Beach bummer: Olympics crowds an Aussie icon

By , Special to The Christian Science Monitor

To Colin Charlton it's the ultimate in Aussie-style relaxation. Two or three times a week, he drives to Sydney's Bondi Beach after work and jumps into the Pacific Ocean. Sometimes he bodysurfs. Other times he just lets the waves wash over him. "It's better than a spa. It's better than a massage even," he says. And it's free.

Part Venice Beach, part Coney Island, Bondi Beach is an Australian icon. For some, it's where Australia's love affair with the beach began, a sugar-white temple of silica dedicated to the surf and the string bikini that has literally become the postcard for the Aussie lifestyle.

But as Sydney prepares to host the Olympics, Bondi Beach has also become an environmental battleground and a symbol of the Olympic fatigue some Sydneysiders are feeling in the homestretch to the opening ceremonies.

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Four months from now, Bondi Beach will host the Olympic beach volleyball competition. Olympic organizers say they need a 10,000-seat stadium, for which construction began Monday. Opponents have been protesting for the last two days and scuffling with police.

They claim Olympic officials are going too far with a plan that will fence off almost a third of the beach until the end of October. "They could just put out some beach chairs," says Mr. Charlton laconically. "That's how they normally play beach volleyball here."

Opponents also claim that by shifting the sand to make the stadium, Olympic planners are risking ruining an Australian treasure by creating new currents offshore that could pose a risk for swimmers and surfers for years to come.

"We think there's a hundred better alternative sites where they can have it," said Lenny Kovner, a spokesman for Bondi Olympic Watch, the group leading the protests. "Beach volleyball doesn't have to be held at the premier beach in Australia. You can hold it in a parking lot like they did in Atlanta."

Australians are notoriously laid back - hence Charlton's beach-chair idea. But they are also notoriously protective of their enviable lifestyle: Almost 80 percent of Australians live in and around coastal cities and have quick access to the beach.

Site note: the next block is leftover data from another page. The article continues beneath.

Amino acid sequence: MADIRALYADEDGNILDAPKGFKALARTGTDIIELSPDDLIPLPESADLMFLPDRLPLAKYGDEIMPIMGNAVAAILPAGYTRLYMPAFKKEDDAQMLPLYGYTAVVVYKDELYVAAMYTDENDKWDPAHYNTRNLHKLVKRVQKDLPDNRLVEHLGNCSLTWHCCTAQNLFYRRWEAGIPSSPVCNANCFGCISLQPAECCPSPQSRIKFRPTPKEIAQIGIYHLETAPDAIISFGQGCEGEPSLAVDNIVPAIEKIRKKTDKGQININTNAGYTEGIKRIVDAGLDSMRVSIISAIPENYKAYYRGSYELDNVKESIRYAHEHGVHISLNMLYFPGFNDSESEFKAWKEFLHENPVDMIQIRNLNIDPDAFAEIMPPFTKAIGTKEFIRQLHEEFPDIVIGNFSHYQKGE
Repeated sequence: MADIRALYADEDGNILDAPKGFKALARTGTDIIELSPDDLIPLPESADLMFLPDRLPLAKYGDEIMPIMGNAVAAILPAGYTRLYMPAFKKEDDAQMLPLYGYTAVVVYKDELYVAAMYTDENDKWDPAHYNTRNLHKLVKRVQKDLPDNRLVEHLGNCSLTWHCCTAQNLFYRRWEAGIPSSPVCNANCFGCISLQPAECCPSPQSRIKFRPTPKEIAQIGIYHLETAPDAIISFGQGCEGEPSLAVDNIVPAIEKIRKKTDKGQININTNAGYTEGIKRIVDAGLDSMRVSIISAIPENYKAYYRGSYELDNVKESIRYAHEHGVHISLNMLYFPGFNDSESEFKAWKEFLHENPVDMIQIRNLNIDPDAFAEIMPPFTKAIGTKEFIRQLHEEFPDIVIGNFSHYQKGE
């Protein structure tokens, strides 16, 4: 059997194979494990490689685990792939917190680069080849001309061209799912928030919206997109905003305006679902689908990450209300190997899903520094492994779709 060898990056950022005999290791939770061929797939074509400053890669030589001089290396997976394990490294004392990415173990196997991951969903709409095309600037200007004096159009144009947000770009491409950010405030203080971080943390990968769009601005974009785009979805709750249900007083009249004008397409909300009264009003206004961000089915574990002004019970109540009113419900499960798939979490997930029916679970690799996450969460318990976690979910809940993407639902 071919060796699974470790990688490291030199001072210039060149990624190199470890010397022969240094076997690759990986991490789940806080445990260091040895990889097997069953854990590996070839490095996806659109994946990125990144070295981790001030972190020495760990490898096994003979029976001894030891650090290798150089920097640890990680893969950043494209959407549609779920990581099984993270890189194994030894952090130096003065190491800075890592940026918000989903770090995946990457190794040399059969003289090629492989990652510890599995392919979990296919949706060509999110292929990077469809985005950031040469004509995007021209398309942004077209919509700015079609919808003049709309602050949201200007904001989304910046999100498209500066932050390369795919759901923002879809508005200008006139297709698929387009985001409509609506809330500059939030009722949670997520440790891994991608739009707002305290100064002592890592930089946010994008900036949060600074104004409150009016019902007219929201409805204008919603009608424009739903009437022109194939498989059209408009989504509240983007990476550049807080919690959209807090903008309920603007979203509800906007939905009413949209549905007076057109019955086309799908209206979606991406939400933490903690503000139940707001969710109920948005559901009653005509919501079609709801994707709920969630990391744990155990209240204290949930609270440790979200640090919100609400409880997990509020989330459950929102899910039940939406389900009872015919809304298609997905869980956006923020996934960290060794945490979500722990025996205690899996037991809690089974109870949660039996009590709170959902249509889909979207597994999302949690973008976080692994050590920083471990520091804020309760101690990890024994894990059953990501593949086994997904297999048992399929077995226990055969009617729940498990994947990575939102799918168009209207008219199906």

Named in 1827 after, it's thought, an Aboriginal word for the sound of waves crashing on rocks, Bondi (pronounced Bon-dye) is the quintessential example of that. Year round, it teems with people surfing, swimming, or strolling. On summer days, it can be quasi-impossible to find space for your towel, and on weekend nights, Campbell Parade behind it reverberates with the thunk-thunk of dance music as teenagers cruise the strip.

Heart of a community

Just 4 miles from Sydney's business district, it is also the historic home of Australia's embrace of the beach life. The surf board arrived in Australia from across Sydney Harbor, in Manly. But it's here that Australians first started to practice the art of sun bronzing, and where in 1906 Australia's first lifesaving club was founded as a result of a campaign to repeal old English colonial laws banning daytime swimming as obscene.

The beach is "the heart of this community," says lawyer and stadium opponent Stephen Uniacke. Olympic officials recognize the hardship. Since the protests began, they have scaled down their plans for the stadium. But "You don't put on the Olympic Games without causing some inconvenience," says Milton Cockburn, a spokesman for the Sydney Organising Committee for the Olympic Games (SOCOG).

Olympic officials also deny there will be any environmental damage. "Beach volleyball," Mr. Cockburn says, "has been played on beaches all over the world, and there's never been any suggestion it's caused damage to the beach."

In fact, when the Games leave and the stadium comes down, Cockburn says, the beach will be in better shape than it was, and the facilities around it will have gotten a million-dollar (US$600,000) facelift to boot.

The Bondi Beach dispute isn't the first venue squabble. Work stopped on the aquatic center for a few days after union workers complained ceiling tiles were falling on them. Environmentalists sued over the air conditioning system at the biggest indoor venue. Weeds catching on oars have drawn outbursts from competitors at the rowing center. And some Australian athletes lobbied to have their selection trials moved from the main stadium after finding inhospitable wind conditions.

An upside

Of course, tickets are still selling and not everyone is opposed to a stadium on Bondi Beach. For some, there may be an ulterior motive for wanting to have it built.

At the southern end of Bondi, where the surfers mass each morning on dawn patrol, conversation Monday was about the stadium. But it wasn't a question of opposing it. Instead, the surfers hope for some Olympic improvements as a result.

While it's close to the city and home to hundreds of surfers, Bondi owes its popularity to convenience more than its waves. According to Andy Winter, a carpenter who has been surfing here for almost 30 years, the waves on Bondi are normally "very mediocre."

But all that could change once the volleyball stadium is built and the underwater profile of the beach changes. Surfers, Mr. Winter says, could then be left with the ultimate consolation prize. "We might get some good waves out of it."

(c) Copyright 2000. The Christian Science Publishing Society

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